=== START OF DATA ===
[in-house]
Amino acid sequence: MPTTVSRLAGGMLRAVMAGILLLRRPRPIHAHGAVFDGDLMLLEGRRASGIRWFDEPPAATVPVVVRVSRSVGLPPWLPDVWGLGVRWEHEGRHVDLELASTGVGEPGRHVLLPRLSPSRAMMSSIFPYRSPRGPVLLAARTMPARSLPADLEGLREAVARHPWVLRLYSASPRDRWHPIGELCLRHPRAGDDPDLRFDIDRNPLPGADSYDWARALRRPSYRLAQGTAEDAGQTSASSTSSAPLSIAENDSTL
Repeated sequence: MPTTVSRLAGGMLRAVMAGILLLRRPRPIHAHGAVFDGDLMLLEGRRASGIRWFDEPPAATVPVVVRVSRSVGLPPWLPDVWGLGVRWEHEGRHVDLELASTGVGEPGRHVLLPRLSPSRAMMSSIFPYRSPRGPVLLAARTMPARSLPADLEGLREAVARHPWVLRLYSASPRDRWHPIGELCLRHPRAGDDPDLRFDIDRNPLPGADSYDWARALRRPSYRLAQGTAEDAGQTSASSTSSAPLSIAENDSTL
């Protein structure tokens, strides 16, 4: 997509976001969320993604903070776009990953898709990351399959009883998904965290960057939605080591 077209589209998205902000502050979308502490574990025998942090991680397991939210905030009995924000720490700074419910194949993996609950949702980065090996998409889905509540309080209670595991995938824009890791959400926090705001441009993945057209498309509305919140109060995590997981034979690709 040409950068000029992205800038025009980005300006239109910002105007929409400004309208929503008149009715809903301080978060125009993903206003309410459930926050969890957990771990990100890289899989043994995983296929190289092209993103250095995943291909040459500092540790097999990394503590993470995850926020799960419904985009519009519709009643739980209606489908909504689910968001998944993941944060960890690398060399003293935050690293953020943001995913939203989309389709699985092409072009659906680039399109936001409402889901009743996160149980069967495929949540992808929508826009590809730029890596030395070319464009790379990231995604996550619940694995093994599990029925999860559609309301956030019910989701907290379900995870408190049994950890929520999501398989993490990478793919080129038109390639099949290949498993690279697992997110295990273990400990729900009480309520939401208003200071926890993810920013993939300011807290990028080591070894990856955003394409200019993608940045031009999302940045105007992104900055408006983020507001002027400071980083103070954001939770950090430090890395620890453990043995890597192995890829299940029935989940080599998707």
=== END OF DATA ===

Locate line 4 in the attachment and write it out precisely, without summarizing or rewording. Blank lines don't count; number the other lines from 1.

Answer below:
């Protein structure tokens, strides 16, 4: 997509976001969320993604903070776009990953898709990351399959009883998904965290960057939605080591 077209589209998205902000502050979308502490574990025998942090991680397991939210905030009995924000720490700074419910194949993996609950949702980065090996998409889905509540309080209670595991995938824009890791959400926090705001441009993945057209498309509305919140109060995590997981034979690709 040409950068000029992205800038025009980005300006239109910002105007929409400004309208929503008149009715809903301080978060125009993903206003309410459930926050969890957990771990990100890289899989043994995983296929190289092209993103250095995943291909040459500092540790097999990394503590993470995850926020799960419904985009519009519709009643739980209606489908909504689910968001998944993941944060960890690398060399003293935050690293953020943001995913939203989309389709699985092409072009659906680039399109936001409402889901009743996160149980069967495929949540992808929508826009590809730029890596030395070319464009790379990231995604996550619940694995093994599990029925999860559609309301956030019910989701907290379900995870408190049994950890929520999501398989993490990478793919080129038109390639099949290949498993690279697992997110295990273990400990729900009480309520939401208003200071926890993810920013993939300011807290990028080591070894990856955003394409200019993608940045031009999302940045105007992104900055408006983020507001002027400071980083103070954001939770950090430090890395620890453990043995890597192995890829299940029935989940080599998707």